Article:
I assumed (erroneously) that a department that focuses on community health and behavioral sciences would truly be devoted to something more than just behavioral theoretical models, how to organize in the community (from a structural element), or different aspects of programming (getting grants, developing programs, evaluating, etc).
I thought that the history and psychology underlying the behavior would be part of the discussion too. That if we were really going to talk about health disparities and cultural competence we would actually talk about it as opposed to these brief, oversimplified sound bites, and ridiculously short lecture time devoted to these topics. For example, today our two power point presentations were supposed to go over how to write a budget for a program (which is also part of our big group assignment due on Sunday), and then cultural competence. The budget lecture is 19 slides long and he has taken 2 hours to go over it. The cultural competence lecture is a whopping 4 SLIDES long and he’ll probably breeze through it in the next 15 minutes and end class early. And actually only the first two (of the four) talk about cultural competence and really don’t address issues of cultural competence. Rather they just list programmatic and evaluation steps for doing an intervention that I guess if followed should demonstrate the competence of the program??? But how can it if none of the steps say: learn a little bit of the history of the population your going into; learn about their culture and values and norms; ask yourself if there are politics of oppression involved historically and institutionally; think about your own background and positioning in society in comparison to the population your working with-look at the similarities and differences-and evaluate what challenges your person and your presence may bring in trying to design an intervention.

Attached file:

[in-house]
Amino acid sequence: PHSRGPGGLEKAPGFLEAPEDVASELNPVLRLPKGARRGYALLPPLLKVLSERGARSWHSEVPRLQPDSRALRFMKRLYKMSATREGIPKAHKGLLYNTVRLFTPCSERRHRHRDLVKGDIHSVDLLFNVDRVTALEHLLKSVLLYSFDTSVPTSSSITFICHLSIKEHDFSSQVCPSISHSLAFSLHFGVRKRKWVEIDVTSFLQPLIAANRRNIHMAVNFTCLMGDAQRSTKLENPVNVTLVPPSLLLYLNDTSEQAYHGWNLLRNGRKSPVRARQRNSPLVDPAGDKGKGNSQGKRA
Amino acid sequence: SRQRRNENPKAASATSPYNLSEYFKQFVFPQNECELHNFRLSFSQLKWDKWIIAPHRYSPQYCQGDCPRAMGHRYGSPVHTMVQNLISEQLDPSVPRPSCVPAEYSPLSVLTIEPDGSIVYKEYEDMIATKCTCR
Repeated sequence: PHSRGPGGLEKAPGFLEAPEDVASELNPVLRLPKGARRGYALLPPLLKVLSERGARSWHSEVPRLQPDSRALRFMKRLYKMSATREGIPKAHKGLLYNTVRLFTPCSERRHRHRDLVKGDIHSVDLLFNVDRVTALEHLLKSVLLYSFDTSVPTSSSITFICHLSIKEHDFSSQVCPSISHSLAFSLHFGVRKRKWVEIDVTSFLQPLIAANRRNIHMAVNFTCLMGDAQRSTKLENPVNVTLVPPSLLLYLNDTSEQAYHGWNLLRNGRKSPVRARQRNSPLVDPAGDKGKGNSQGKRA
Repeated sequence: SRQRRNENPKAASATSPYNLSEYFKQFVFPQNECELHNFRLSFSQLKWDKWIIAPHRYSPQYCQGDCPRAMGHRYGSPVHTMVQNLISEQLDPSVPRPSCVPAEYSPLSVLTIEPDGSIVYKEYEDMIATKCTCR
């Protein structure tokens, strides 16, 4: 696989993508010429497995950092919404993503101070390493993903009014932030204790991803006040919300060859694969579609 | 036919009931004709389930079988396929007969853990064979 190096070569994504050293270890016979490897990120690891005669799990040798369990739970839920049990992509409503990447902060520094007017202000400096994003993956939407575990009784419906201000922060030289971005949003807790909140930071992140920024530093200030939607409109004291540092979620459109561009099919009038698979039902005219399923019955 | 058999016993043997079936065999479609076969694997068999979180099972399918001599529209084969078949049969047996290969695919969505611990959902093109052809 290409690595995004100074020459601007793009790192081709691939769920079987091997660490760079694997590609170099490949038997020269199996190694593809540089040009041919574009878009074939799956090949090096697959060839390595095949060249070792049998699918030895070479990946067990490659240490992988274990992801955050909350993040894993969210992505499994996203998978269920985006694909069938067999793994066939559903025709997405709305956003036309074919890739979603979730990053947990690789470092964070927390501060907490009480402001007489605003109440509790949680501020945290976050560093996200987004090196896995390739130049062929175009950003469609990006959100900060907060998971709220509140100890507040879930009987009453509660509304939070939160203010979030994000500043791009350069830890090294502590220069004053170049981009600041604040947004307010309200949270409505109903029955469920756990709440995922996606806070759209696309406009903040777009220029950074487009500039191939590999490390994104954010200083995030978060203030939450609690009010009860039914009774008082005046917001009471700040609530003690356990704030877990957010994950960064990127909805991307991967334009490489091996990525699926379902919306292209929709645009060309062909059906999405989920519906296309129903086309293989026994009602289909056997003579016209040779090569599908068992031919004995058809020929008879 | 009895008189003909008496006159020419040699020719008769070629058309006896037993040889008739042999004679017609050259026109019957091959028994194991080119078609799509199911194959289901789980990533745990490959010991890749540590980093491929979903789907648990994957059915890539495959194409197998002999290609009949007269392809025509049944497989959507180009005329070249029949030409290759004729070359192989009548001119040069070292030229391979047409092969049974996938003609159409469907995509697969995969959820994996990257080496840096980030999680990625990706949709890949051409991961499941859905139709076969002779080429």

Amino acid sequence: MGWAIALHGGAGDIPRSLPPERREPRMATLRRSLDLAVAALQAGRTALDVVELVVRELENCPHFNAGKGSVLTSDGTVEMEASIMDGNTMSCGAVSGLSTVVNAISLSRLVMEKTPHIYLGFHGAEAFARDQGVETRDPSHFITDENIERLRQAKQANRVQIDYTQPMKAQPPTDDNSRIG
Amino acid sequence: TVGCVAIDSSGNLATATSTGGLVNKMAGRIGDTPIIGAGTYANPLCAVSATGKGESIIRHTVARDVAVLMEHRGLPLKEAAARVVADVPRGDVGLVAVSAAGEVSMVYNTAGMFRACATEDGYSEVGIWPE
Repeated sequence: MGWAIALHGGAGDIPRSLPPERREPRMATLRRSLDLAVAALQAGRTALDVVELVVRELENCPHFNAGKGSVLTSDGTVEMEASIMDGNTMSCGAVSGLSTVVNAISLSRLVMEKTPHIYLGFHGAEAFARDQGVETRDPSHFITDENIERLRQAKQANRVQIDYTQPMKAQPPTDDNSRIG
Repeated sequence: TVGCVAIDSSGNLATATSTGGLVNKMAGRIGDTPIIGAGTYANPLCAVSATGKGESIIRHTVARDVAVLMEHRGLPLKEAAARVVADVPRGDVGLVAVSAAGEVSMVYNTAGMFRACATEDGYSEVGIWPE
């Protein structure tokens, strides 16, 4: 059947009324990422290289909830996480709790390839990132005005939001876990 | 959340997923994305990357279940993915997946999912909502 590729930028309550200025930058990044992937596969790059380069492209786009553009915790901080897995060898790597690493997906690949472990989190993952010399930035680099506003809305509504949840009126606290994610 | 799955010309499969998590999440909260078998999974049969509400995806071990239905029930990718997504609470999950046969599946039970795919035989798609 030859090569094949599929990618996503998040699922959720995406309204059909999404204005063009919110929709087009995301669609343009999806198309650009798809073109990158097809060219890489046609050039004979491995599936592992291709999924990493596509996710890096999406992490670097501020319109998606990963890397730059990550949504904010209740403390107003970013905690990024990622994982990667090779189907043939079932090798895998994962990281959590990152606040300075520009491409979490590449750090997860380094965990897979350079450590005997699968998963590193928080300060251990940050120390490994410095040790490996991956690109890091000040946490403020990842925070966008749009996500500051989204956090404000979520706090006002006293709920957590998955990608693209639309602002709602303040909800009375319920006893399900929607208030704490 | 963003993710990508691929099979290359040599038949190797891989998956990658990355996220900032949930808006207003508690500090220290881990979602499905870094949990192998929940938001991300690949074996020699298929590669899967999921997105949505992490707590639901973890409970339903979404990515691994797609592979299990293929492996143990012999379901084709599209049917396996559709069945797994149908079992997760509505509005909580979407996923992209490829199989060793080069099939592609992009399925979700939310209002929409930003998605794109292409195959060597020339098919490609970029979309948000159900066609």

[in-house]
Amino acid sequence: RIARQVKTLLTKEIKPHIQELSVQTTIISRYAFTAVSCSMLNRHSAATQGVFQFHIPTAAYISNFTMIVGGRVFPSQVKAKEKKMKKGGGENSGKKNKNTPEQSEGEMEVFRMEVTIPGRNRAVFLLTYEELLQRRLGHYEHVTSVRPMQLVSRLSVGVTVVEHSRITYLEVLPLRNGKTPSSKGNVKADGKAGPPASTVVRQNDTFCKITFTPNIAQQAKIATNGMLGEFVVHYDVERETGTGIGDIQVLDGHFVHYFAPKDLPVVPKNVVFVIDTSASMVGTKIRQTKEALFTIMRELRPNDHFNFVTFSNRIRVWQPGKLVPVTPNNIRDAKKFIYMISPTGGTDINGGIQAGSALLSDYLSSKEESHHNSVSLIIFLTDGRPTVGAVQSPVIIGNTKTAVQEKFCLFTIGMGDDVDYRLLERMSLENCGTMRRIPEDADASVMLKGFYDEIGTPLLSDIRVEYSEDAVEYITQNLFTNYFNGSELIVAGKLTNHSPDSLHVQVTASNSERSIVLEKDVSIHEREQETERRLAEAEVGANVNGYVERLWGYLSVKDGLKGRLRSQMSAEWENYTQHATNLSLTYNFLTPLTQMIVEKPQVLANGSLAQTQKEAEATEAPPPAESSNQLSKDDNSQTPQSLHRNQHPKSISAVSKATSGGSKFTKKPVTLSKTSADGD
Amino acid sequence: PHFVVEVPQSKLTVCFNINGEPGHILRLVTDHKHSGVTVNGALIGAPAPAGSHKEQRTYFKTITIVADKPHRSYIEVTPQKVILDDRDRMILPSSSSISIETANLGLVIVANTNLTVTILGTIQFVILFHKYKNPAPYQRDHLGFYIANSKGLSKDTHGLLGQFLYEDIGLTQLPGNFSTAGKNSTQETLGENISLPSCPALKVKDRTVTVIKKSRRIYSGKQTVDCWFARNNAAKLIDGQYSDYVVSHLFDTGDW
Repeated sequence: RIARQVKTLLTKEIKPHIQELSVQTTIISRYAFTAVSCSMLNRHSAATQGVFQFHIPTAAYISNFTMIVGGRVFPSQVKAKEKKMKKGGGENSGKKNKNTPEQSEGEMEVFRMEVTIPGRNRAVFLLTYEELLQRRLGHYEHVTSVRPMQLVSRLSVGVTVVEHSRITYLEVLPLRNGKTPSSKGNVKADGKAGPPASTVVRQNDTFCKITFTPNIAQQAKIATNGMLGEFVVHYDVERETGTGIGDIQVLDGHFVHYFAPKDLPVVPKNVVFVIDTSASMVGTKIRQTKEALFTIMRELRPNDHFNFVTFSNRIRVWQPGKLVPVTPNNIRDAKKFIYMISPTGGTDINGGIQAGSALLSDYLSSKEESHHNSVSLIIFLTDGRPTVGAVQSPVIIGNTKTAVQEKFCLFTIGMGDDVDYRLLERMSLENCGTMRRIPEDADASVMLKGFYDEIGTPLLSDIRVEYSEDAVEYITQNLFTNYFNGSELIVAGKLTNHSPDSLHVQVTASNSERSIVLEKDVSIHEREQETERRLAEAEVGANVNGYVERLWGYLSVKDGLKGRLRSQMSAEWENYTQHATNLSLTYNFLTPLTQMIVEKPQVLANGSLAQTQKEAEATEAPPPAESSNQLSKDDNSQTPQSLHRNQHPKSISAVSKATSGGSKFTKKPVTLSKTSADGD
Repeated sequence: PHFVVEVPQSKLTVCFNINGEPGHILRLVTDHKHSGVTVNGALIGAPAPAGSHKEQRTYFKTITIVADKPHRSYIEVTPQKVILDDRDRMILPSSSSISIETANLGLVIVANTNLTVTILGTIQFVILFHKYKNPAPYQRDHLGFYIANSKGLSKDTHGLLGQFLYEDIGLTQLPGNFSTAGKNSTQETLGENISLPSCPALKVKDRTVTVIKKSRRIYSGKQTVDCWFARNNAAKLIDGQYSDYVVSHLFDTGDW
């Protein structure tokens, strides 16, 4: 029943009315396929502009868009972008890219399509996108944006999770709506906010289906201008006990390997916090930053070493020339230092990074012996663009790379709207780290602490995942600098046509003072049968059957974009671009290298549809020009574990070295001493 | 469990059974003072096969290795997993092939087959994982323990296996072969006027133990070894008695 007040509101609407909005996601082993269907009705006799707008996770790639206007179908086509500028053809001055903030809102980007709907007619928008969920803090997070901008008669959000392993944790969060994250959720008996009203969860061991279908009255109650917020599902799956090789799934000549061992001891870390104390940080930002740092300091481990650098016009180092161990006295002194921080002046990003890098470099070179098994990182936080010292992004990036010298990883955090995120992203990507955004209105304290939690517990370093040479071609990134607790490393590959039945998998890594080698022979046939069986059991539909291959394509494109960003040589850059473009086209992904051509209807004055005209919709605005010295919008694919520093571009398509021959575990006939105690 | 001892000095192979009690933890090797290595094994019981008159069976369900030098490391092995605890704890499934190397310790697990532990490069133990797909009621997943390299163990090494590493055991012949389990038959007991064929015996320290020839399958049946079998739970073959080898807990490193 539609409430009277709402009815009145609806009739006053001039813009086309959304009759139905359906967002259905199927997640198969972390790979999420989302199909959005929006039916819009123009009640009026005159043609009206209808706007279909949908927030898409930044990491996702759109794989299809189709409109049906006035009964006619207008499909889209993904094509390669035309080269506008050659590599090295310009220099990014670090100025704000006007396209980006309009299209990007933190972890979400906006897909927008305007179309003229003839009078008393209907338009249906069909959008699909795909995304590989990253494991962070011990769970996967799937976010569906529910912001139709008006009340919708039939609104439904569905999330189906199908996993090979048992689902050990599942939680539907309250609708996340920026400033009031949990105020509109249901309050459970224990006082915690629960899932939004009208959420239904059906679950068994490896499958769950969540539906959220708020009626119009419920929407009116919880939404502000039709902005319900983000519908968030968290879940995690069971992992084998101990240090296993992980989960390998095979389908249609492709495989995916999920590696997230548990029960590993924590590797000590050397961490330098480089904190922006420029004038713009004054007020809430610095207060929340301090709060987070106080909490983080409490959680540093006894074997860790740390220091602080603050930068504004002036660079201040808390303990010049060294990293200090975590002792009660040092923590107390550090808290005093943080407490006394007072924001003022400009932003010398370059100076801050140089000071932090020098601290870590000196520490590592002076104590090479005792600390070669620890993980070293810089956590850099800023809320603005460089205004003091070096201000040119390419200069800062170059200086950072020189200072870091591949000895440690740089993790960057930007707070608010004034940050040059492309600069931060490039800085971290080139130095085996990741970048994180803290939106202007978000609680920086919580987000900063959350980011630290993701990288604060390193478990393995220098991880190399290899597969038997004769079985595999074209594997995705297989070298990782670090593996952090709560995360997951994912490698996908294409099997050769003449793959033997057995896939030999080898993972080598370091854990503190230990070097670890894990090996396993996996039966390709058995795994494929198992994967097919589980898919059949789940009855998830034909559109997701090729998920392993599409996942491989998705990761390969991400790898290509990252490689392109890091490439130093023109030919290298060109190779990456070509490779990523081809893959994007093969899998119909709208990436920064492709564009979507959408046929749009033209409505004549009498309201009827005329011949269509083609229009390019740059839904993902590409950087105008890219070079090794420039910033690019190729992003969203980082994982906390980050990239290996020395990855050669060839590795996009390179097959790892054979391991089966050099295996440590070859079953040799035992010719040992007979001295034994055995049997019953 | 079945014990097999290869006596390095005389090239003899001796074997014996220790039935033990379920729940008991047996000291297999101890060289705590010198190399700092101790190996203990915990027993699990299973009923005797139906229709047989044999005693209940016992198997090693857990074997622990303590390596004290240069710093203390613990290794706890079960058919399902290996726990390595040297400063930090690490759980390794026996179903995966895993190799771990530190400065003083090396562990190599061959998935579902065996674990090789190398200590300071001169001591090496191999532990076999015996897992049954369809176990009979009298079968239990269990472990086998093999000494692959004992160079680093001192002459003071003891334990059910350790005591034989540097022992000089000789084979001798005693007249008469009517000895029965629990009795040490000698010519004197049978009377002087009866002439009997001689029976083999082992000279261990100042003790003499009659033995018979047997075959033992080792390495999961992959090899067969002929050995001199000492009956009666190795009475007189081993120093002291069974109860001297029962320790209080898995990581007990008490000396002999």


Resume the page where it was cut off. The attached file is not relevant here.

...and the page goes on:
But I guess this is just my idealistic liberal arts education coming out in a real world “licensure” degree that doesn’t feel the necessity of this type of analysis, even though I see it as INTEGRAL to the field of public health that focuses on the health of populations. When our population has such gross disparities along racial/ethnic/class lines, where most of our interventions are going to be targeted to racial minorities and low-income populations, how can we not afford to take the time to do this analysis? This method of instruction and content of courses—modeled off the principle of creating licensed professionals capable of carrying out functions—only adds to the problem if these licensed professionals go out into the field mindlessly carrying out functions. We’re only reinforcing institutionalized problems that have contributed to health disparities if we’re operating in a way that oversimplifies, understates, or completely ignores the history and current effects of institutionalized racism, classism, (other isms). How do you make changes to policy to benefit living, breathing, people, if you don’t know who these living, breathing, people are and how they got to this point?
Maybe I’m just being naive in thinking this degree should be more than a meal ticket…but I want more.